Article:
Touching BasesApril 28, 2010
Some Research on BABIP Using PITCHf/x Data
By Jeremy Greenhouse

The advent of PITCHf/x has created a contingent of DIPS apostates. Dave Allen has done a substantial amount of research on how to evaluate the quality of a pitch in terms of run value, and I'd like to use similar methods while focusing solely on BABIP.

First, heat maps for plate location, a topic which Dave has already researched. You can click on the image to enlarge it, but the gist is that pitchers who can jam batters or force them to put low-and-outside pitches in play will achieve low BABIPs, while pitches extending from down-and-in to up-and-away yield high BABIPs.

However, few pitchers actually have significant control over both the location of the pitch and whether or not the batter puts it in play. It turns out that the range of expected BABIP for pitchers based on the location of pitches put in play is 25 points, except for one outlier. The average BABIP in RHB vs. LHP matchups is around .310, and the maximum expected BABIP for such situations was .325. The second-lowest was Scott Feldman at .300, whose actual BABIP against lefties these last couple of years was .265. I think Feldman's cutter has successfully jammed lefties, and if you look at the RHB vs. LHP heat map, you can see a thick blue area up at the hands where lefties manage a BABIP of about .100.

Mariano Rivera's expected BABIP against LHBs based on pitch location came out to .270 compared to an actual BABIP of .225. No other pitcher had an expected BABIP below .290. Dave has written extensively about Rivera's ability to control his BABIP by commanding his pitches. I think Mo is unique in this regard. Maybe Greg Maddux in his prime was controlling BABIP by locating his pitches, but I think any pitcher who can consistently force batters to put well-located pitches into play is an exception.

Next, release points. You can see that those pitches thrown at extreme release points result in different BABIPs than pitches at traditional release points. Some of this is the nature of local regression not regressing, or "smoothing," enough for outliers, but nevertheless, I think sidearmers can legitimately control BABIP. The range in expected BABIP for pitchers when based on release points is three times as large as it is when based on pitch location.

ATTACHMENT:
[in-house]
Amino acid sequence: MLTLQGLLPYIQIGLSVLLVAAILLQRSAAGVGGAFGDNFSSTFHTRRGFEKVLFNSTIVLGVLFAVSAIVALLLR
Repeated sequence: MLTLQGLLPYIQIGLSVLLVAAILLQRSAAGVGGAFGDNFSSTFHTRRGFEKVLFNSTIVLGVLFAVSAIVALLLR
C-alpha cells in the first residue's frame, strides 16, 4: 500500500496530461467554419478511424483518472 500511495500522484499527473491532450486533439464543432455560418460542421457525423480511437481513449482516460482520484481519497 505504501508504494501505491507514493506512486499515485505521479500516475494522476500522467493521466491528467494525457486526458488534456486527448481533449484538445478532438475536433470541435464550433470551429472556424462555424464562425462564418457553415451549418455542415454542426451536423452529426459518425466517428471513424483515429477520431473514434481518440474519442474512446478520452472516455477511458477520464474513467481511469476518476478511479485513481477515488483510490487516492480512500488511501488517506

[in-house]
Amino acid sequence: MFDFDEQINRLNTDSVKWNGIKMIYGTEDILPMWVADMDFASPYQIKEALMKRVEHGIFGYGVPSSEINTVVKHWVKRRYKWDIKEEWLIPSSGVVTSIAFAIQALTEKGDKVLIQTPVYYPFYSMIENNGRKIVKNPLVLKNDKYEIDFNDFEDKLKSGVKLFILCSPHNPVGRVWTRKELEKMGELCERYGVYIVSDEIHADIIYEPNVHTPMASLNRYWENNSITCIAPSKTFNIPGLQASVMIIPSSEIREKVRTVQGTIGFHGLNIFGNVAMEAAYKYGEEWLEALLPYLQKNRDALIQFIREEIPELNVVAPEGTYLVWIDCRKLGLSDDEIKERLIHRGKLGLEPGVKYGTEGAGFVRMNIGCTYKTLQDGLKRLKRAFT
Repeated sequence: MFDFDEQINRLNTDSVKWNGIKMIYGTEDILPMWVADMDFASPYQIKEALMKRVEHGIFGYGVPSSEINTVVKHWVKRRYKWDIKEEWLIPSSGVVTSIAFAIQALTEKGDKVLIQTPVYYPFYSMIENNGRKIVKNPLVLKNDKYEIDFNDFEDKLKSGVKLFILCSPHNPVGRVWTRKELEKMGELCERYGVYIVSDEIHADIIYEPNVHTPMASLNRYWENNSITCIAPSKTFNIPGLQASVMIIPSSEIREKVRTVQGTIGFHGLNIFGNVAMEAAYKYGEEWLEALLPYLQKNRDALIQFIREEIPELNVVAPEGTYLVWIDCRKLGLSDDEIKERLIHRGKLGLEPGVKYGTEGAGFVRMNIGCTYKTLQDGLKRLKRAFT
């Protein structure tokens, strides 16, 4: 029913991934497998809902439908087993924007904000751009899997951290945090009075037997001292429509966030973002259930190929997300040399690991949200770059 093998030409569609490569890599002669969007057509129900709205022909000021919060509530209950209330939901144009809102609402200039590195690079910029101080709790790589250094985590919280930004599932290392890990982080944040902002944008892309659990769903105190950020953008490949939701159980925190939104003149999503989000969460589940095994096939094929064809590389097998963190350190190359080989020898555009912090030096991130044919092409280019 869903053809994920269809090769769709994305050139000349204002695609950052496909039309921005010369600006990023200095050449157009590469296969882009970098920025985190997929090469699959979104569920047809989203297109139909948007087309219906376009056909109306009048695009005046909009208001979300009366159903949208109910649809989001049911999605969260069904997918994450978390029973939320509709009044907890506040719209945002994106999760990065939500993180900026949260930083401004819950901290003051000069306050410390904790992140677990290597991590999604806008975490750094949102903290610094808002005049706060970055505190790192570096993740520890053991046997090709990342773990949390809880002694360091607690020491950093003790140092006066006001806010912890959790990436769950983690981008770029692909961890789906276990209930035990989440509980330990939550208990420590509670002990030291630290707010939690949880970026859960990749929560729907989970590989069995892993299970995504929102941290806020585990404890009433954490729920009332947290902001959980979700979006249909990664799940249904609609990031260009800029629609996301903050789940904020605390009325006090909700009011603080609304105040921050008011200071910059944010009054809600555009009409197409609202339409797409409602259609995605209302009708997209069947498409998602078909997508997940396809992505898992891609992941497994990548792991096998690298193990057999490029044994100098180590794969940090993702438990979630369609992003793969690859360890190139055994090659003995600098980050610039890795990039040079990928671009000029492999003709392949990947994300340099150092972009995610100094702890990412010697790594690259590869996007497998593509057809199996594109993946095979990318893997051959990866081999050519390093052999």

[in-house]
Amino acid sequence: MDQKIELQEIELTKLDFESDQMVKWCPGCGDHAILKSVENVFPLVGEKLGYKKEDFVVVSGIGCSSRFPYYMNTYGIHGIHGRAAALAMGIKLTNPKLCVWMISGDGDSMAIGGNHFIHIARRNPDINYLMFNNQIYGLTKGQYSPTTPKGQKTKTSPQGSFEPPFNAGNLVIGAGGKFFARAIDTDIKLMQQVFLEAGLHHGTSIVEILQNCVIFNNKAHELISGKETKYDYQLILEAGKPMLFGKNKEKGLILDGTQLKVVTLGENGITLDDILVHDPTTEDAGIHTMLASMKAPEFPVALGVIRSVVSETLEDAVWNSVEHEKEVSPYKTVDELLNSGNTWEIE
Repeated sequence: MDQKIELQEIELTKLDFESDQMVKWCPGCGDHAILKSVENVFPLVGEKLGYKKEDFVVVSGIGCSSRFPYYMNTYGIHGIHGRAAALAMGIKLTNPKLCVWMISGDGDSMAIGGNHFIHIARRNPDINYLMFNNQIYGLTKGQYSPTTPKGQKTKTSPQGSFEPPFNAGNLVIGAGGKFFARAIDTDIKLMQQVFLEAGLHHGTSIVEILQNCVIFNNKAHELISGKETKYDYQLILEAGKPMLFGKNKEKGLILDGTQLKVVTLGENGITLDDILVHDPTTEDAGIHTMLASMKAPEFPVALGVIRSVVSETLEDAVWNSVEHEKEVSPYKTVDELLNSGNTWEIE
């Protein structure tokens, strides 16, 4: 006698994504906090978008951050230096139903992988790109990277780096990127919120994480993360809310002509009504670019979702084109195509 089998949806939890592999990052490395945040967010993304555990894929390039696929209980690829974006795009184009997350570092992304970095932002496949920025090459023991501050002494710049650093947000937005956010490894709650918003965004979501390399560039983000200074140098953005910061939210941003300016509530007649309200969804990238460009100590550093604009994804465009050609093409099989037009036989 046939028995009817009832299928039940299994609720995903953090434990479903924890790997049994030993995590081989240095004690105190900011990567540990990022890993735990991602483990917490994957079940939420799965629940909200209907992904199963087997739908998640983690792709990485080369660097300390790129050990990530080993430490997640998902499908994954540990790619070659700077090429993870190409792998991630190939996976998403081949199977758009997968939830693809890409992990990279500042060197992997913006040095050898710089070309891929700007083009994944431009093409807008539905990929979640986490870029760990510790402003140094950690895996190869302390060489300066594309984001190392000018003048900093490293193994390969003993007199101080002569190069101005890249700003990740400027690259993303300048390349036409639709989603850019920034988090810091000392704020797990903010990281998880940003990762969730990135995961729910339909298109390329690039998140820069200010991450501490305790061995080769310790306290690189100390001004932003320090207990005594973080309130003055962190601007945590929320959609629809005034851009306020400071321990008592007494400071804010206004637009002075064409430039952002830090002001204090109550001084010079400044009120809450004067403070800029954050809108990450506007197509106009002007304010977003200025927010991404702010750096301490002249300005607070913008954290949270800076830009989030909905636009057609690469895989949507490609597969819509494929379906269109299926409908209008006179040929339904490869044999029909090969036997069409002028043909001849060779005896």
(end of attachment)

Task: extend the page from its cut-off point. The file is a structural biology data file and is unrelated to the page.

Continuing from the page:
Darren O'Day, Peter Moylan, Joe Smith, Justin Masterson, J.P. Howell, Brian Shouse, and Trever Miller all throw at low arm angles and I think that is why they have been able to control BABIP against same-handed batters. Hideki Okajima and Trevor Hoffman, while not sidearm, also have unusual release points against same-handed batters that I think have contributed to deflated BABIPs.

Sidebar: Dave jinxed Brett Anderson with his fantastic post on FanGraphs about Anderson's release points varying by batter handedness. Even though Anderson has switched to a uniform release point regardless of the batter, he still has had one of the ten most extreme differences in horizontal release points depending on batter handedness. Alberto Castillo shifts 2.5 feet on the rubber, while Ben Sheets, Hoffman, Fu-Te Ni, and Francisco Liriano are the only other pitchers who move approximately a foot in the direction of the batter. At the other end, Jose Contreras, Darren O'Day, Felipe Paulino, and Manny Corpas shift about a foot the other way. Turns out there's no evident relationship between how much pitchers move on the rubber and their platoon splits. I suppose if there was a correlation, you'd see more guys doing it.

The effect of release points on BABIP might actually be the effect of pitch movement. I've yet to break BABIP down by pitch movement, but I did find the average BABIPs on pitch types.

Pitch Type RHP vs. RHB RHP vs. LHB LHP vs. RHB LHP vs. LHB
CB 0.289 0.299 0.302 0.307
CH 0.303 0.292 0.290 0.296
F2 0.309 0.330 0.319 0.306
F4 0.300 0.312 0.301 0.309
FC 0.275 0.295 0.305 0.298
SF 0.303 0.289 0.303 0.304
SL 0.286 0.309 0.308 0.276
KN 0.283 0.284

Part of the reason sinker/slider guys have large platoon splits is because those two pitches exhibit the largest BABIP platoon splits. Changeups and splitters show reverse platoon splits with regards to BABIP. The first group of pitchers found with the ability to maintain a sub-.300 BABIP was knuckleballers, and knuckleballs do indeed have the lowest BABIP of any pitch type.


I think there's a typo in the paragraph regarding the effectiveness of Scott Feldman's cutter. The "thick blue area up at the hands where lefties manage a BABIP of about .100." lies in the LHB vs. LHP heat map, not in the RHB vs. LHP one as you wrote.

Good job, Jeremy.

I was surprised to see that CB and F4 show reverse platoon splits for LHP. Why do you suppose that is the case? Or is it something in the data or sample size that is skewing the results?

Steve, I don't see it. Both of those heat maps have a chunk of blue area. The RHB vs. LHP is darker blue that I was referring to.

Rich, my best guess is that LHBs on average have a BABIP 10 points higher than RHBs, so both pitches have no platoon split when you factor out that difference.

Good work Jeremy. I've done some research on this myself in relation to John Lannan:

I found significant correlations for pitch type, location, back to back pitch combinations and interesting distance of back to back pitches. I'm sure there are much more relating to movement and count. Although Lannan didn't grade out well by any of those measures, I believe that BABIP can be effected by pitchers very much.

Interesting and very good work as usual, Jeremy.

Btw, there's a typo in the article and in both comments (yours and Steven's) referring to it. Feldman is a RHP, and you talk about his cutter versus lefties--that should be the LHB vs. RHP graph, which does have a huge chunk of dark blue up by the hands.